Diffusion-relaxation correlation spectroscopic imaging (DR-CSI) is a novel multidimensional magnetic resonance (MR) imaging approach that we recently introduced for probing microstructure. DR-CSI uses high-dimensional MR data that is acquired with spatial encoding and non-separable diffusion-relaxation contrast encoding, and uses constrained image reconstruction to estimate a spectroscopic image with a multidimensional spectrum for each voxel. The spectral peaks correspond to distinct compartmental microenvironments that coexist within each voxel. This paper reviews DR-CSI and describes and demonstrates its generalization to other contrast mechanisms (i.e., we demonstrate multidimensional relaxation (T1-T2) correlation spectroscopic imaging).
Low-rank modeling of local k-space neighborhoods (LORAKS) is a recent novel framework for constrained MRI reconstruction. LORAKS relies on embedding MRI data into carefully-constructed matrices, which will have low-rank structure when the MRI image has sparse support or slowly-varying phase. Low-rank matrix representation allows MRI images to be reconstructed from undersampled data using modern low-rank matrix techniques, and enables data acquisition strategies that are incompatible with more traditional representations. This paper reviews LORAKS, and describes extensions that allow LORAKS to additionally impose structured transform-domain sparsity constraints (e.g., structured sparsity of the image derivatives or wavelet coefficients).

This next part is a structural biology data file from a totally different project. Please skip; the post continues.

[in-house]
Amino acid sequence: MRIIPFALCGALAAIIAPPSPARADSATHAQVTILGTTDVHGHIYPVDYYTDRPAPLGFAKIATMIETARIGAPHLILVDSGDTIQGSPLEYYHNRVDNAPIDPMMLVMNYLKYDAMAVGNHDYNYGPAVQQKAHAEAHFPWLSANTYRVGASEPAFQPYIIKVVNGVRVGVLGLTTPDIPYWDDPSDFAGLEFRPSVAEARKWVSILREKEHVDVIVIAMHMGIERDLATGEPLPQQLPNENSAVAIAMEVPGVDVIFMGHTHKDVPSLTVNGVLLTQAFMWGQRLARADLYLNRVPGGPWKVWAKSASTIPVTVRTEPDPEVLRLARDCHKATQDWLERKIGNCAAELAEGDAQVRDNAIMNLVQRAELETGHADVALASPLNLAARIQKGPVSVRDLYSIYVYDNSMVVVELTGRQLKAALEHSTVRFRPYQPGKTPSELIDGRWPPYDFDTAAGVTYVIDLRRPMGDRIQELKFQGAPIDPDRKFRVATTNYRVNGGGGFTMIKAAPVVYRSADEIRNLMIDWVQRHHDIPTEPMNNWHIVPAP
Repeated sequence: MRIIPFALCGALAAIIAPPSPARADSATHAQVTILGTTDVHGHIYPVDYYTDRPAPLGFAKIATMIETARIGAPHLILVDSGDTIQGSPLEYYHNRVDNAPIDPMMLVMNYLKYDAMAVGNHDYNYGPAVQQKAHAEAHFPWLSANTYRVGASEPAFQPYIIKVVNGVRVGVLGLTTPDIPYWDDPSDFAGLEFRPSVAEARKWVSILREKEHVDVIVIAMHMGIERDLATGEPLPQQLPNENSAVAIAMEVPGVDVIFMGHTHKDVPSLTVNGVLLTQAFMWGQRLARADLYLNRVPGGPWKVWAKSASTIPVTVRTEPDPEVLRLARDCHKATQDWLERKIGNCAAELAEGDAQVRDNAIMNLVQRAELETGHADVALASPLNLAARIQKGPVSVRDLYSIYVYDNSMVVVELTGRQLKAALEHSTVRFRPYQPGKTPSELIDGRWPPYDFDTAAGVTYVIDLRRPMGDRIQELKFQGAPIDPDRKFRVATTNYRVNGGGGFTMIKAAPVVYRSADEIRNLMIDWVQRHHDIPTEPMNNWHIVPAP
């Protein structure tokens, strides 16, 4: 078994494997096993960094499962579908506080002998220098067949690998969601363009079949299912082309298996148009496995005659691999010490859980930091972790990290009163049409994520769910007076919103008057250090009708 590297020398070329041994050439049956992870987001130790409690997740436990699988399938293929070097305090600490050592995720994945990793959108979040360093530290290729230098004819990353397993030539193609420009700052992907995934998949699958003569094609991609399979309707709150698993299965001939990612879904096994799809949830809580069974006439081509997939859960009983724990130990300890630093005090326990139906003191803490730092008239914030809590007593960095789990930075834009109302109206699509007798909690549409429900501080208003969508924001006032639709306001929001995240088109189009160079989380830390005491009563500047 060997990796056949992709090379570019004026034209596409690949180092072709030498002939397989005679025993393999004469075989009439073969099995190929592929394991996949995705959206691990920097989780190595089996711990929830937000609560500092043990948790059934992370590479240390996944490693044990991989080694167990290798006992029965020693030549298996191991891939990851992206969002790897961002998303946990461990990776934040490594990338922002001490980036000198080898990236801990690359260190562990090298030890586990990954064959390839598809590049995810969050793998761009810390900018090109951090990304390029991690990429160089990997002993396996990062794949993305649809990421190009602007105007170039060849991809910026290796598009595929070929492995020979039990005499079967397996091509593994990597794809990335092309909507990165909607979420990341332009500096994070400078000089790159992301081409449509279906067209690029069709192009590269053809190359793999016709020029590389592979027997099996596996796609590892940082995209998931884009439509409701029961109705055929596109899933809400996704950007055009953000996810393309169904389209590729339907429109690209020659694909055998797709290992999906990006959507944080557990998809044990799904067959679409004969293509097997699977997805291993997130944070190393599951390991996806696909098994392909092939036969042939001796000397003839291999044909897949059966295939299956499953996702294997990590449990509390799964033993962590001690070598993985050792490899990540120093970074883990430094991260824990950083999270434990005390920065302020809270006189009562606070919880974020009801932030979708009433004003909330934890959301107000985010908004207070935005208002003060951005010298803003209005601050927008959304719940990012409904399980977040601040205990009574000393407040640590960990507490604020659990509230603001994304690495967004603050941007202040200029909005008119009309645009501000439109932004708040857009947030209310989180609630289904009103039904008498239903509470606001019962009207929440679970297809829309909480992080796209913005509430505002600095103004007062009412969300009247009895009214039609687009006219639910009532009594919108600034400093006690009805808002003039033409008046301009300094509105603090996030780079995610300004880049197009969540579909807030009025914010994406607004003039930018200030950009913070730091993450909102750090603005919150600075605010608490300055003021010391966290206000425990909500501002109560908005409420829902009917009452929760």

In this paper, we present a fast iterative magnetic resonance imaging (MRI) reconstruction algorithm taking advantage of
the prevailing GPGPU programming paradigm. In clinical environment, MRI reconstruction is usually performed via
fast Fourier transform (FFT). However, imaging artifacts (i.e. signal loss) resulting from susceptibility-induced magnetic
field inhomogeneities degrade the quality of reconstructed images. These artifacts must be addressed using accurate
modeling of the physics of the system coupled with iterative reconstruction. We have developed a reconstruction
algorithm with improved image quality at the expense of computation time and hence an implementation on GPUs
achieving significant speedup. In this work, we extend our previous work on GPU implementation by adding several
new features. First, we enable Sensitivity Encoding for Fast MRI (SENSE) reconstruction (from data acquired using a
multi-receiver coil array) which can reduce the acquisition time. Besides, we have implemented a GPU-based total
variation regularization in our SENSE reconstruction framework. In this paper, we describe the different optimizations
employed from levels of algorithm, program code structures, and specific architecture performance tuning, featuring
both our MRI reconstruction algorithm and GPU hardware specifics. Results show that the current GPU implementation produces accurate image estimates while significantly accelerating the reconstruction.